U.S. Ski Team member Taylor Fletcher races down the in-run of Howelsen Hill's plastic-covered ski jump Wednesday. Fletcher is one of several young athletes on the team that are pushing the veterans and vying for a place on the 2010 Vancouver Olympic Team.

Photo by John F. Russell

U.S. Ski Team member Taylor Fletcher races down the in-run of Howelsen Hill's plastic-covered ski jump Wednesday. Fletcher is one of several young athletes on the team that are pushing the veterans and vying for a place on the 2010 Vancouver Olympic Team.

U.S. Nordic Combined team looks to complete Olympic squad

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— U.S. Nordic combined head coach Dave Jarrett admits he's in a pretty darn good position.

Coming off a record showing at the World Championships that included four individual medals and worldwide recognition that America will be a major player at the 2010 Winter Olympics, Jarrett beams at the possibilities in Vancouver.

Although all four or five spots on the Olympic team are up for grabs, it's a relative certainty that world champions Todd Lodwick, Bill Demong and Johnny Spillane will be three of the skiers at the Olympics. Who will fill the fourth and potentially fifth spots remains a question.

"It's a good position to be in as a coach," Jarrett said Tuesday. "It wouldn't necessarily be as nice as an athlete. It's going to be cutthroat for those spots. It's an opportunity to be on the team with something special that doesn't happen every Olympics."

The 2010 Olympic Team will be announced Jan. 21, 2010, but the jockeying for those last positions already has started. Spots will be picked based on results from this season and last season. One spot also will be reserved for the winner of the U.S. Olympic Qualifier in Steamboat Springs, tentatively scheduled for Dec. 22 and 23. The skier that wins the qualifier also has to be eligible for the Olympics by having scored points in a World Cup or Continental Cup in the past two seasons.

Among those expected to compete include Taylor and Bryan Fletcher, Eric and Brett Camerota, Alex Miller, Nick Hendrickson, Alex Glueck and former Olympian Carl Van Loan, who recently came out of retirement.

As of now, Brett and Eric Camerota and Bryan Fletcher appear to have the inside track on the final spots after traveling to the World Championships with the team last year in Liberec, Czech Republic. Brett was scheduled to compete with the team last year in the team event in Liberec before the U.S. was disqualified for a bib mishap.

"Added pressure can make a difference," Brett said. "If you put more pressure on yourself, you can definitely push yourself to train harder and get to the next level. I've went once (to the Olympics), and I was young. It's definitely a goal to go this time being a little older and knowing we can do so well. It would be huge. It would be awesome."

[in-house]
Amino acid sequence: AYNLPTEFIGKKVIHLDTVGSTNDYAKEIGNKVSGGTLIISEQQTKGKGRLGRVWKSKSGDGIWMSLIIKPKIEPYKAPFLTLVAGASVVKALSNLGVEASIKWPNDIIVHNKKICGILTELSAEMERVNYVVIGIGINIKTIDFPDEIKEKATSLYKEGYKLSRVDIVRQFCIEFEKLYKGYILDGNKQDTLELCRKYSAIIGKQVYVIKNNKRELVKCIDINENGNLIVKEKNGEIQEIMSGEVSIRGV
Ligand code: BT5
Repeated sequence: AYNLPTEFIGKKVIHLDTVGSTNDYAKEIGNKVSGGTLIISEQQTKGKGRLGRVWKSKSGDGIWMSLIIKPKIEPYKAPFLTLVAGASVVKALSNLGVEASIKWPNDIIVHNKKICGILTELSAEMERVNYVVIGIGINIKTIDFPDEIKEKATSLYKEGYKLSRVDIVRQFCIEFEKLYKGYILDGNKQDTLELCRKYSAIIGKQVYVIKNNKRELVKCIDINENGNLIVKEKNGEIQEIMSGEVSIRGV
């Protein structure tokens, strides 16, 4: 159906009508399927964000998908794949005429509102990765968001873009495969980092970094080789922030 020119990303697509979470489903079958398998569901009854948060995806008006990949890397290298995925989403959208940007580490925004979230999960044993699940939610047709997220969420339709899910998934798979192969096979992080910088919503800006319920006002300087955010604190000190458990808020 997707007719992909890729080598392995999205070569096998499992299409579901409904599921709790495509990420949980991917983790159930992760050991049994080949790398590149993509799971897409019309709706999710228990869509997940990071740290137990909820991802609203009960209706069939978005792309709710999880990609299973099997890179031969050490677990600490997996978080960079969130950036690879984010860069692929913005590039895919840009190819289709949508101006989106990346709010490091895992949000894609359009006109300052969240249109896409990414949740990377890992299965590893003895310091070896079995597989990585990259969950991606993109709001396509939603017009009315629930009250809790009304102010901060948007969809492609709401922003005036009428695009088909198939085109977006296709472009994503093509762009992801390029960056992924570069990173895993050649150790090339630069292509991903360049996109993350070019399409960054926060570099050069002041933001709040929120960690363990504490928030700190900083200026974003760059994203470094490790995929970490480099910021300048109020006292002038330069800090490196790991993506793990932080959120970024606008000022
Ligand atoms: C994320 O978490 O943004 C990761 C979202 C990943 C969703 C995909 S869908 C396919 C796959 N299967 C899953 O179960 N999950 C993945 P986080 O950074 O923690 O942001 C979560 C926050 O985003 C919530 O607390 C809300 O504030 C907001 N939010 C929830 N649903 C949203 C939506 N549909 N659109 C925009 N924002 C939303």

Still, Jarrett said Brett's performance - along with the rest of the team's - during the next seven months will be a big factor in which skier gets a spot.

"After (the top three) it's going to be a tough decision," Jarrett said. "It would make our lives easier if two guys separated themselves. It would be nice if going into January the decision was clear. Certainly, there are going to be some disappointed individuals. That being said, the more competition for those two spots, the higher the level is going to be. The goal is to have all these guys pushing Bill, Johnny and Todd to be even better."

That includes several of the younger skiers. Taylor Fletcher and Hendrickson have been especially impressive in early camps, Jarrett said.

"The pressure is not on us, it's on them. We're the underdogs, and they're the veterans," said Taylor, 19. "We're going out, and like the coaches said in a meeting, we're pushing the pace all the time. It'll be interesting to see what happens. It's a little early to tell, but if I get my jumping up, there's a shot."

Although U.S. athletes should be some of the favorites for individual medals, the team medal might mean the most.

In 2002, the team finished one spot out of the medals, in fourth. In 2006, the team skied to a disappointing seventh-place finish.

So while the team does boast three world champions, it won't mean much in the team event unless a fourth or fifth skier can be found.

"It takes four to make a team," Lodwick said. "In the Olympic Games, it's important, but the most important thing is in these camps as a team, we can push each other to be better than we are. That goes for the young guys pushing me, and hopefully what I do during the day is an influence to them.

"I mean who is to say I, Billy or Johnny happen to be sick for the team event. Hopefully with the system we can enable two or three guys pushing us. Hopefully it gets to that level. The better that level is, the better we are at the Olympic Games."

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